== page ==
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Childhood stroke: Cerebral sinovenous thrombosis (CSVT)CChildhood stroke: Cerebral sinovenous thrombosis (CSVT)Childhood stroke: Cerebral sinovenous thrombosis (CSVT)EnglishNeurologyChild (0-12 years);Teen (13-18 years)BrainVeinsConditions and diseasesCaregivers Adult (19+)NA2009-11-06T05:00:00ZIvanna Yau, RN, MN, ACNP;Gabrielle deVeber, MD, FRCPC6.0000000000000074.00000000000001110.00000000000Health (A-Z) - ConditionsHealth A-Z<p>A stroke is caused a by blockage in the brain and can happen at any age. Read about cerebral sinovenous thrombosis which is a blood clot in a vein. </p><h2>What is a stroke?</h2> <p>Arteries and veins are called blood vessels. They carry blood, oxygen, and nutrients to all the tissues in the body, including the brain. Blood is pushed through the blood vessels by your heartbeat. </p> <p>A stroke is a sudden blockage or damage in the blood vessels in part of the brain. This stops blood from flowing to that part of the brain, and as a result, less oxygen and other nutrients can get to that part of the brain. This can cause some permanent damage and stop it from working properly. </p> <p>This page explains some of the possible causes of stroke in children, what test may be used when a stroke is suspected, and available treatment options. The warning signs of stroke are also discussed. </p> <p>A stroke can happen to anyone at any age. Strokes happen in babies, children and teenagers, as well as in adults and seniors. There are many reasons why a child might have a stroke that may be different from why adults have stroke. </p> <p>Finding the cause of the stroke is important, for these reasons:</p> <ul> <li>It helps decide what kind of treatment is best. </li> <li>It may help prevent more damage. </li> <li>It may stop your child from having another stroke in the future. </li> </ul> <p>Even after many tests, sometimes it is not possible to find out the exact cause of a stroke.</p><h2>Key points</h2><ul><li>Stroke can occur in people of all ages, including babies and children. </li><li>Stroke can happen for many different reasons. </li><li>Trying to find out the cause of stroke is important. It may help decide the best treatment. </li><li>Treatment of stroke may include blood thinners. Treatment focuses on decreasing damage and stopping further strokes. </li></ul><h2>Cerebral sinovenous thrombosis</h2><p>CSVT is a stroke caused by a blood clot in a vein.</p> <figure> <span class="asset-image-title">Cerebral sinovenous thrombosis (CSVT)</span> <img src="https://assets.aboutkidshealth.ca/akhassets/CSVT_MED_ILL_EN.jpg" alt="Identification of veins and sinuses in the brain" /> <figcaption class="asset-image-caption">CSVT is when a blood clot is found in the sinovenous system of the brain.</figcaption> </figure> <h3>Some of the warning signs of CSVT</h3><p>Children, teenagers and young adults who are having a stroke due to CSVT may gradually or suddenly show one or more of the following signs:</p><ul><li>They slur their speech, cannot speak at all, or have trouble speaking and understanding simple statements.<br></li><li>They cannot see clearly in one or both eyes.</li><li>They experience confusion or become less conscious.</li><li>They have a new, severe headache, with or without vomiting (throwing up).</li><li>They find that their face, arm, or leg feels weak or numb, usually on one side of the body.</li></ul><p>Babies who are having a stroke due to CSVT may only show the following signs:</p><ul><li>They have seizures without a clear reason. Seizures may look like twitching of the face, arms or legs, or starring spells</li><li>They have extreme trouble staying awake and alert during the day outside of their normal sleeping time. <br></li></ul><h2>Possible causes of cerebral sinovenous thrombosis</h2> <p>Sometimes, CSVT occurs in otherwise healthy children. For other children, CSVT may be caused by another condition the child already has. Possible causes of CSVT include the following: </p> <ul> <li>dehydration or not having enough fluid in the body </li> <li>worsening head and neck infections </li> <li>leukaemia and medicines that are used to treat leukaemia </li> <li>blood clotting disorders </li> <li>head trauma </li> <li>iron deficiency anemia </li> <li>taking birth control pills that contain estrogen, which are believed to increase the risk of stroke </li> <li>other childhood diseases </li> </ul><h2>Common tests for childhood stroke</h2><p>The doctor may order some or all of the following tests when a child has CSVT.</p><p>Some of these are routine tests. This means they are done on many children in the hospital for different reasons other than stroke. If you want to learn more about a certain test your child is having, ask your health care team for more detailed information. </p><p>Most of these tests will be done several different times, to see how well your child is doing over time.</p><h3>Physical exam (neurological exam)</h3><p>A neurological exam looks at how well your child's brain is working. For example, how well the brain is sending messages to the body. </p><h3>Bloodwork</h3><p>Blood tests help doctors better understand why your child had a stroke. If your child is taking blood thinners, tests will be done to find out how well they are working. Tests may show that the dose needs to be changed. </p><h3>Computed tomography (CT) scan</h3><p>A CT scan takes detailed pictures of the area in the brain where that the stroke affected. This test may show whether or not a stroke has occurred. It may also show what kind of stroke happened, and which tissues it affected.</p><p>A CT venogram (CTV) will take a detailed look at the veins inside the brain.</p> <figure> <span class="asset-image-title">Cerebral sinovenous </span><span class="asset-image-title">thrombosis</span><img alt="CT scan from the top of the head, with a darkened area on the back of the head, in the bottom-left corner of the scan" src="https://assets.aboutkidshealth.ca/akhassets/Venous_Clot_in_Brain_MEDIMG_PHO_EN.jpg" /><figcaption class="asset-image-caption">CT</figcaption><figcaption class="asset-image-caption"> scan showing a venous clot at the back of the brain.</figcaption> </figure> <h3>Magnetic resonance imaging (MRI)</h3><p>An MRI can show if a stroke occurred or not. It can also show when the stroke occurred and how serious it is.</p><p>A magnetic resonance venogram (MRV) will take a closer look at the veins in the brain.<br></p><h3>Lumbar puncture<br></h3><p>This test looks for signs of infection or inflammation in your child's nervous system. These conditions may have caused the stroke. A lumbar puncture is also called a spinal tap. </p><h2>Treating cerebral sinovenous thrombosis</h2> <p>The main goals in the treatment of CSVT are as follows:</p> <ul> <li>Decrease the brain damage that the CSVT can cause. </li> <li>Prevent the blood clot from getting bigger </li> </ul> <p>Treatments may include medicines called blood thinners (anticoagulants). These help stop the blood from forming more clots. Your child may receive one or more of the following blood thinners: </p> <ul> <li><a href="/Article?contentid=265&language=English">warfarin​</a>, given by mouth </li> <li>heparin, given by intravenous </li> <li>low molecular weight heparin (LMWH), given by injection under the skin</li> </ul><p>For more information about different types of stroke in children or babies, see <a href="/Article?contentid=860&language=English">Stroke in Newborns</a> and <a href="/Article?contentid=854&language=English">Childhood Stroke: Arterial Ischemic Stroke</a>.</p>
Accident vasculaire cérébral chez les enfants : Thrombose sino-veineuse cérébraleAAccident vasculaire cérébral chez les enfants : Thrombose sino-veineuse cérébraleChildhood stroke: Cerebral sinovenous thrombosis (CSVT)FrenchNeurologyChild (0-12 years);Teen (13-18 years)BrainVeinsConditions and diseasesCaregivers Adult (19+)NA2009-11-06T05:00:00ZIvanna Yau, RN, MN, ACNP;Gabrielle deVeber, MD, FRCPC6.0000000000000074.00000000000001110.00000000000Health (A-Z) - ConditionsHealth A-Z<p>L’accident vasculaire cérébral (AVC) est causé par un blocage dans le cerveau et peut survenir à tout âge. Apprenez-en davantage sur la thrombose sino-veineuse cérébrale, causée par un caillot de sang dans une veine.</p><h2>Qu’est-ce qu’un accident vasculaire cérébral (AVC)?</h2> <p>Les artères et les veines constituent les vaisseaux sanguins. Ce sont eux qui transportent le sang, l’oxygène et les éléments nutritifs vers les tissus du corps, y compris le cerveau. Le sang est pompé dans les vaisseaux sanguins par le cœur, lors de chaque pulsation.</p> <p>Un accident vasculaire cérébral (AVC) désigne un blocage soudain ou une détérioration des vaisseaux sanguins dans un secteur du cerveau. Le sang ne peut alors plus circuler dans cette région du cerveau et, par conséquent, il est en partie privé d’oxygène et d’éléments nutritifs. Il peut en résulter des dommages permanents et le cerveau peut ne plus fonctionner correctement.</p> <p>La présente rubrique explique certaines des causes d’un accident vasculaire cérébral chez les enfants, les examens qui peuvent être faits lorsqu’on soupçonne qu’il y a AVC et les traitements disponibles. On y aborde également les signaux d’avertissement d’un AVC.</p> <p>Un accident vasculaire cérébral peut se produire à tout âge. Il peut se produire chez les bébés, les enfants et les adolescents, ainsi que chez les adultes et les personnes âgées. Il existe de nombreuses raisons pour lesquelles un enfant peut avoir un AVC et celles-ci peuvent différer des causes chez les adultes.</p> <p>Il est important de trouver la cause de l’accident vasculaire cérébral pour les raisons suivantes :</p> <ul> <li>pour décider du type de traitement qui convient,</li> <li>pour éviter d’autres dommages au cerveau,</li> <li>pour éviter que votre enfant connaisse un autre accident vasculaire cérébral à l’avenir.</li> </ul> <p>Même après plusieurs examens, il n’est parfois pas possible de trouver la cause exacte d’un AVC.</p><h2>À retenir</h2> <ul> <li>Un accident vasculaire cérébral (AVC) se produit chez les gens de tout âge, y compris les bébés et les enfants.</li> <li>Un AVC peut se produire pour diverses raisons.</li> <li>Il est important de tenter de trouver la cause de l’AVC, car cela peut aider à choisir le traitement approprié.</li> <li>Le traitement d’un AVC peut comprendre l’administration d’anticoagulants. Il cherche à minimiser les dommages et à éviter d’autres AVC. </li> </ul><h2>Thrombose sino-veineuse cérébrale</h2><p>Une thrombose sino-veineuse cérébrale est un AVC causé par la présence d’un caillot sanguin dans une veine.</p> <figure> <span class="asset-image-title">Thrombose sinoveineuse cérébrale</span> <img src="https://assets.aboutkidshealth.ca/akhassets/CSVT_MED_ILL_FR.jpg" alt="L’emplacement des veines et sinus dans le cerveau" /> <figcaption class="asset-image-caption">Une thrombose sinoveineuse cérébrale se produit lorsqu'il y a un caillot de sang dans le système sinoveineux du cerveau.</figcaption> </figure> <h3>Quelques signes avant-coureurs d’une thrombose sino-veineuse cérébrale<br></h3><p>Les enfants, les adolescents et les jeunes adultes qui ont un accident vasculaire cérébral peuvent soudainement ou graduellement exhiber un ou plusieurs des signes suivants :</p><ul><li>Parler avec difficulté ou ne plus pouvoir parler et/ou avoir du mal à comprendre de simples énoncés.</li><li>Voir difficilement d’un œil ou des deux yeux.</li><li>Être confus ou perdre un peu conscience.</li><li>Ressentir unmal de tête nouveau et violent, avec ou sans vomissement.</li><li>Avoir le visage, le bras ou la jambe faibles ou engourdis, habituellement d’un seul côté du corps. </li></ul><p>Les bébés qui ont un AVC en raison d’une thrombose sino-veineuse cérébrale peuvent ne montrer que les signes suivants :</p><ul><li>Avoir une crise sans raison apparente. Les crises peuvent ressembler à des spasmes musculaires au visage, dans les bras ou les jambes, ou des épisodes où ils regardent fixement.</li><li>Avoir de la difficulté à rester réveillé ou alerte pendant la journée en dehors de leurs périodes normales de sommeil. </li></ul><h2>Causes possibles d’une thrombose sino-veineuse cérébrale</h2> <p>Parfois les thromboses sino-veineuses cérébrales se produisent chez des enfants qui, par ailleurs, sont en bonne santé. Chez d’autres enfants, la thrombose sino-veineuse cérébrale peut être causée par un autre problème de santé déjà présent. Voici quelques causes possibles de thrombose sino-veineuse cérébrale : </p> <ul> <li>déshydratation ou un manque de liquide dans le corps,</li> <li>des infections au cou ou à la tête qui s’aggravent,</li> <li>une leucémie et les médicaments qui servent à traiter la leucémie,</li> <li>des problèmes de coagulation du sang,</li> <li>un traumatisme crânien,</li> <li>une anémie due à une carence en fer,</li> <li>la prise de pilules contraceptives qui contiennent des estrogènes qui, croit-on, peuvent augmenter les risques d’AVC,</li> <li>d’autres maladies infantiles. </li> </ul><h2>Examens courants pour déceler les AVC chez les enfants</h2><p>Le médecin peut demander un ou plusieurs des examens suivants lorsqu’un enfant subit une thrombose sino-veineuse cérébrale.</p><p>Certains de ces examens sont des examens de routine, ce qui signifie qu’ils sont pratiqués sur de nombreux enfants à l’hôpital pour diverses raisons. Si vous voulez en savoir plus sur un examen en particulier que votre enfant doit subir, demandez à votre équipe médicale de vous donner des renseignements plus détaillés. </p><p>Avec le temps, la plupart de ces examens seront repris pour vérifier la progression de l’état de votre enfant.</p><h3>Examen physique (examen neurologique)</h3><p>Un examen neurologique cherche à voir si le cerveau de votre enfant fonctionne bien. Par exemple, si le cerveau envoie correctement les messages au corps.</p><h3>Analyses sanguines</h3><p>Les analyses sanguines permettent aux médecins de mieux comprendre pourquoi votre enfant a eu un AVC. Si votre enfant prend des anticoagulants, des analyses permettront de savoir s’ils fonctionnent bien. D’autres analyses pourront indiquer qu’il faut changer les dosages. </p><h3>Tomodensitogramme</h3><p>Un tomodensitogramme permet de prendre des photos détaillées de la région touchée du cerveau où l’AVC s’est produit. Cet examen peut indiquer si un AVC s’est produit ou non. Il peut aussi montrer le type d’AVC dont il s’agit et les tissus touchés.</p><p>Un veinogramme ou phlébogramme par tomodensitométrie permet d’observer en détail les veines dans le cerveau.</p> <figure> <span class="asset-image-title">Thrombose cérébrale sinovéneuse</span> <img alt="Un tomodensitogramme du cerveau pris du sommet de la tête, montrant une zone d’une différente couleur à l’arrière de la tête" src="https://assets.aboutkidshealth.ca/akhassets/Venous_Clot_in_Brain_MEDIMG_PHO_FR.jpg" /> <figcaption class="asset-image-caption">Tomodensitogramme qui montre un caillot veineux à l'arrière du cerveau.</figcaption> </figure> <h3>Imagerie par résonnance magnétique (IRM)</h3><p>Une IRM peut montrer si un accident vasculaire cérébral s’est produit ou non. Elle peut aussi indiquer quand l’AVC s’est produit et sa gravité.</p><p>Un veinogramme par résonnance magnétique (VRM) permet d’observer de près les veines dans le cerveau.<br></p><h3>Ponction lombaire<br></h3><p>Une ponction lombaire permet de chercher des signes d’infection ou d’inflammation dans le système nerveux de votre enfant, puisqu’ils ont pu être causés par l‘AVC.</p><h2>Traitement d’une thrombose sino-veineuse cérébrale</h2> <p>Voici les principaux objectifs d’un traitement d’une thrombose sino-veineuse cérébrale :</p> <ul> <li>diminuer les dommages au cerveau que la thrombose sino-veineuse cérébrale peut causer,</li> <li>éviter que le caillot ne grossisse.</li> </ul> <p>Les traitements peuvent comprendre des médicaments qui clarifient le sang (anticoagulants), ce qui évite la formation de caillots. Votre enfant peut recevoir un ou plusieurs de ces anticoagulants : </p> <ul> <li>warfarine (Coumadin), par voie orale (la bouche)</li> <li>héparine, par intraveineuse</li> <li>héparine de faible poids moléculaire (HBPM), par injections sous-cutanées</li> </ul>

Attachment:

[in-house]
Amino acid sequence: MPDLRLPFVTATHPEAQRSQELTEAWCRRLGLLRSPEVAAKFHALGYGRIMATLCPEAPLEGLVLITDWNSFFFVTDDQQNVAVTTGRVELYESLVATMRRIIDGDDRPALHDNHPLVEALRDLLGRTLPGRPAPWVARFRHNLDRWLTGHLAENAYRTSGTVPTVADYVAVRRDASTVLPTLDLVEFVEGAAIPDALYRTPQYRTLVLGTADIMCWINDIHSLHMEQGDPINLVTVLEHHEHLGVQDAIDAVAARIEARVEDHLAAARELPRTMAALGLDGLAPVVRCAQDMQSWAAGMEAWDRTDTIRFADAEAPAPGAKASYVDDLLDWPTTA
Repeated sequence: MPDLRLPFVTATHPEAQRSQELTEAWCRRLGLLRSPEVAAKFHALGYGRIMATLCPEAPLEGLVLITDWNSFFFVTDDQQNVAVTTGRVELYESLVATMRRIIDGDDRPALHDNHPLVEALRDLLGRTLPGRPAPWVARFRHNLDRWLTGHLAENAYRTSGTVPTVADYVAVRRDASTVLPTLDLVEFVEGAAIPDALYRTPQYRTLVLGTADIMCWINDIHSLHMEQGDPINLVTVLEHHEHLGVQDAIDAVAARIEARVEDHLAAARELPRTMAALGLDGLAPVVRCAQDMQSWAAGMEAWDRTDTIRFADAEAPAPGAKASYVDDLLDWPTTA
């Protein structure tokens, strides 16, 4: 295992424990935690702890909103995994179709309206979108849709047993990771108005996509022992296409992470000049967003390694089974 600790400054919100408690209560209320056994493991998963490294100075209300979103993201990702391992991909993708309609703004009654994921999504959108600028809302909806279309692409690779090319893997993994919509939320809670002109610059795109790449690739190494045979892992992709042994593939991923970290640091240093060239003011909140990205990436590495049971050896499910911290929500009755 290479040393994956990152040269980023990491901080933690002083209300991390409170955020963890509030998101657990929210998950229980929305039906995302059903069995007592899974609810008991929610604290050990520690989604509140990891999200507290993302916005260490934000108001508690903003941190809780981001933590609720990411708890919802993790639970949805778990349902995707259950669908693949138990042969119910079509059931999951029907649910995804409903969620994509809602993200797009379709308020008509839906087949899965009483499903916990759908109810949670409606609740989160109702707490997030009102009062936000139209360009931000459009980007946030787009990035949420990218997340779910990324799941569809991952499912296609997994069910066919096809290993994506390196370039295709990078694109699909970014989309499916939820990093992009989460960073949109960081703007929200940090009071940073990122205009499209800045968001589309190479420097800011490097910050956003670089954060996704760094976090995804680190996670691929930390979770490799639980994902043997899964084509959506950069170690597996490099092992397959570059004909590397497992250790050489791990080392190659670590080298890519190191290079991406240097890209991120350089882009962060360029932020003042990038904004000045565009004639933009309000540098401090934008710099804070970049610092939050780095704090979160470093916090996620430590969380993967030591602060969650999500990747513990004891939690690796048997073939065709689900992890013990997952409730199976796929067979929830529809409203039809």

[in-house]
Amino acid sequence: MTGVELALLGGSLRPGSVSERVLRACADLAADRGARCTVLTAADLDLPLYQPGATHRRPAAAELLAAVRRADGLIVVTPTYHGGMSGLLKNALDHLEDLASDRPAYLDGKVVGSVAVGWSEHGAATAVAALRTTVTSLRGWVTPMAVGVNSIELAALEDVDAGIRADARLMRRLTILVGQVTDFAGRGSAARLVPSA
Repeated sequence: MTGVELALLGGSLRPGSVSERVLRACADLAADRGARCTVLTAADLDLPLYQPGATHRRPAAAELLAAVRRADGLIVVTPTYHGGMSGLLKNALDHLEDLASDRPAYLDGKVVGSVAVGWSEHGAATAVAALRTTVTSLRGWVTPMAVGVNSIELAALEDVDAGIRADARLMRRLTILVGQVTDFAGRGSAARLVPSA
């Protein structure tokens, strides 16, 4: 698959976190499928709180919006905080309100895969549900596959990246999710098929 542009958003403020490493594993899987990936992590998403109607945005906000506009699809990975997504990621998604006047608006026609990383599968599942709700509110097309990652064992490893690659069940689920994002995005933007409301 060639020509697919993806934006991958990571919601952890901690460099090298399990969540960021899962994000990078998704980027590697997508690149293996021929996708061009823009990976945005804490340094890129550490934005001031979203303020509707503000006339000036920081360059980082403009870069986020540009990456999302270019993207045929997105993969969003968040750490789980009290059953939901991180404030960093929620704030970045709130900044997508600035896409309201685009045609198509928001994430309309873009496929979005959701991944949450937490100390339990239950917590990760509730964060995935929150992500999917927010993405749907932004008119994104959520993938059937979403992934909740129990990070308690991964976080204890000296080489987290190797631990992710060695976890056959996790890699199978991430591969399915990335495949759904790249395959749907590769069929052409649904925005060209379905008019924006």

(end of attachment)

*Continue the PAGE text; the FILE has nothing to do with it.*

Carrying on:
Childhood stroke: Cerebral sinovenous thrombosis (CSVT)855.000000000000Childhood stroke: Cerebral sinovenous thrombosis (CSVT)Childhood stroke: Cerebral sinovenous thrombosis (CSVT)CEnglishNeurologyChild (0-12 years);Teen (13-18 years)BrainVeinsConditions and diseasesCaregivers Adult (19+)NA2009-11-06T05:00:00ZIvanna Yau, RN, MN, ACNP;Gabrielle deVeber, MD, FRCPC6.0000000000000074.00000000000001110.00000000000Health (A-Z) - ConditionsHealth A-Z<p>A stroke is caused a by blockage in the brain and can happen at any age. Read about cerebral sinovenous thrombosis which is a blood clot in a vein. </p><h2>What is a stroke?</h2> <p>Arteries and veins are called blood vessels. They carry blood, oxygen, and nutrients to all the tissues in the body, including the brain. Blood is pushed through the blood vessels by your heartbeat. </p> <p>A stroke is a sudden blockage or damage in the blood vessels in part of the brain. This stops blood from flowing to that part of the brain, and as a result, less oxygen and other nutrients can get to that part of the brain. This can cause some permanent damage and stop it from working properly. </p> <p>This page explains some of the possible causes of stroke in children, what test may be used when a stroke is suspected, and available treatment options. The warning signs of stroke are also discussed. </p> <p>A stroke can happen to anyone at any age. Strokes happen in babies, children and teenagers, as well as in adults and seniors. There are many reasons why a child might have a stroke that may be different from why adults have stroke. </p> <p>Finding the cause of the stroke is important, for these reasons:</p> <ul> <li>It helps decide what kind of treatment is best. </li> <li>It may help prevent more damage. </li> <li>It may stop your child from having another stroke in the future. </li> </ul> <p>Even after many tests, sometimes it is not possible to find out the exact cause of a stroke.</p><h2>A blood clot is the most common cause of stroke in children</h2><p>A blood clot or clotting occurs when blood changes from liquid to solid form. A certain amount of blood clotting in the body is normal. However, a blood clot that gets stuck in veins or the brain is not normal. If this happens in the brain, it can cause a stroke. </p><p>A stroke caused by a blood clot is called an ischemic (say: iss-KEE-mik) stroke.</p><h3>Blood vessels</h3><p>Arteries and veins are both blood vessels in the body.</p><ul><li>An artery carries blood from the heart to the body's tissues, including the brain.</li><li>A vein carries blood from the body's tissues back to the heart. </li></ul><p>Because there are two kinds of blood vessels, there are two kinds of ischemic strokes:</p><ul><li>A stroke caused by a blood clot in an artery is called arterial ischemic stroke (AIS). Detailed information on AIS is available in another brochure. </li><li>A stroke or brain swelling caused by a blood clot in a vein is called cerebral sinovenous thrombosis (CSVT). </li></ul><h2>Key points</h2><ul><li>Stroke can occur in people of all ages, including babies and children. </li><li>Stroke can happen for many different reasons. </li><li>Trying to find out the cause of stroke is important. It may help decide the best treatment. </li><li>Treatment of stroke may include blood thinners. Treatment focuses on decreasing damage and stopping further strokes. </li></ul><h2>Cerebral sinovenous thrombosis</h2><p>CSVT is a stroke caused by a blood clot in a vein.</p> <figure> <span class="asset-image-title">Cerebral sinovenous thrombosis (CSVT)</span> <img src="https://assets.aboutkidshealth.ca/akhassets/CSVT_MED_ILL_EN.jpg" alt="Identification of veins and sinuses in the brain" /> <figcaption class="asset-image-caption">CSVT is when a blood clot is found in the sinovenous system of the brain.</figcaption> </figure> <h3>Some of the warning signs of CSVT</h3><p>Children, teenagers and young adults who are having a stroke due to CSVT may gradually or suddenly show one or more of the following signs:</p><ul><li>They slur their speech, cannot speak at all, or have trouble speaking and understanding simple statements.<br></li><li>They cannot see clearly in one or both eyes.</li><li>They experience confusion or become less conscious.</li><li>They have a new, severe headache, with or without vomiting (throwing up).</li><li>They find that their face, arm, or leg feels weak or numb, usually on one side of the body.</li></ul><p>Babies who are having a stroke due to CSVT may only show the following signs:</p><ul><li>They have seizures without a clear reason. Seizures may look like twitching of the face, arms or legs, or starring spells</li><li>They have extreme trouble staying awake and alert during the day outside of their normal sleeping time. <br></li></ul><h2>Possible causes of cerebral sinovenous thrombosis</h2> <p>Sometimes, CSVT occurs in otherwise healthy children. For other children, CSVT may be caused by another condition the child already has. Possible causes of CSVT include the following: </p> <ul> <li>dehydration or not having enough fluid in the body </li> <li>worsening head and neck infections </li> <li>leukaemia and medicines that are used to treat leukaemia </li> <li>blood clotting disorders </li> <li>head trauma </li> <li>iron deficiency anemia </li> <li>taking birth control pills that contain estrogen, which are believed to increase the risk of stroke </li> <li>other childhood diseases </li> </ul><h2>Common tests for childhood stroke</h2><p>The doctor may order some or all of the following tests when a child has CSVT.</p><p>Some of these are routine tests. This means they are done on many children in the hospital for different reasons other than stroke. If you want to learn more about a certain test your child is having, ask your health care team for more detailed information. </p><p>Most of these tests will be done several different times, to see how well your child is doing over time.</p><h3>Physical exam (neurological exam)</h3><p>A neurological exam looks at how well your child's brain is working. For example, how well the brain is sending messages to the body. </p><h3>Bloodwork</h3><p>Blood tests help doctors better understand why your child had a stroke. If your child is taking blood thinners, tests will be done to find out how well they are working. Tests may show that the dose needs to be changed. </p><h3>Computed tomography (CT) scan</h3><p>A CT scan takes detailed pictures of the area in the brain where that the stroke affected. This test may show whether or not a stroke has occurred. It may also show what kind of stroke happened, and which tissues it affected.</p><p>A CT venogram (CTV) will take a detailed look at the veins inside the brain.</p> <figure> <span class="asset-image-title">Cerebral sinovenous </span><span class="asset-image-title">thrombosis</span><img alt="CT scan from the top of the head, with a darkened area on the back of the head, in the bottom-left corner of the scan" src="https://assets.aboutkidshealth.ca/akhassets/Venous_Clot_in_Brain_MEDIMG_PHO_EN.jpg" /><figcaption class="asset-image-caption">CT</figcaption><figcaption class="asset-image-caption"> scan showing a venous clot at the back of the brain.</figcaption> </figure> <h3>Magnetic resonance imaging (MRI)</h3><p>An MRI can show if a stroke occurred or not. It can also show when the stroke occurred and how serious it is.</p><p>A magnetic resonance venogram (MRV) will take a closer look at the veins in the brain.<br></p><h3>Lumbar puncture<br></h3><p>This test looks for signs of infection or inflammation in your child's nervous system. These conditions may have caused the stroke. A lumbar puncture is also called a spinal tap. </p><h2>Treating cerebral sinovenous thrombosis</h2> <p>The main goals in the treatment of CSVT are as follows:</p> <ul> <li>Decrease the brain damage that the CSVT can cause. </li> <li>Prevent the blood clot from getting bigger </li> </ul> <p>Treatments may include medicines called blood thinners (anticoagulants). These help stop the blood from forming more clots. Your child may receive one or more of the following blood thinners: </p> <ul> <li><a href="/Article?contentid=265&language=English">warfarin​</a>, given by mouth </li> <li>heparin, given by intravenous </li> <li>low molecular weight heparin (LMWH), given by injection under the skin</li> </ul><h2>Cerebral sinovenous thrombosis can happen again</h2> <p>The chance that a stroke will happen again depends on the following:</p> <ul> <li>the cause of the stroke </li> <li>treatment options </li> <li>how well the treatment works </li> </ul> <h2>For more information</h2> <p>If you have any questions, please write them down so that your doctor or nurse can answer them for you:</p><p>For more information about different types of stroke in children or babies, see <a href="/Article?contentid=860&language=English">Stroke in Newborns</a> and <a href="/Article?contentid=854&language=English">Childhood Stroke: Arterial Ischemic Stroke</a>.</p>https://assets.aboutkidshealth.ca/akhassets/CSVT_MED_ILL_EN.jpgChildhood stroke: Cerebral sinovenous thrombosis (CSVT)False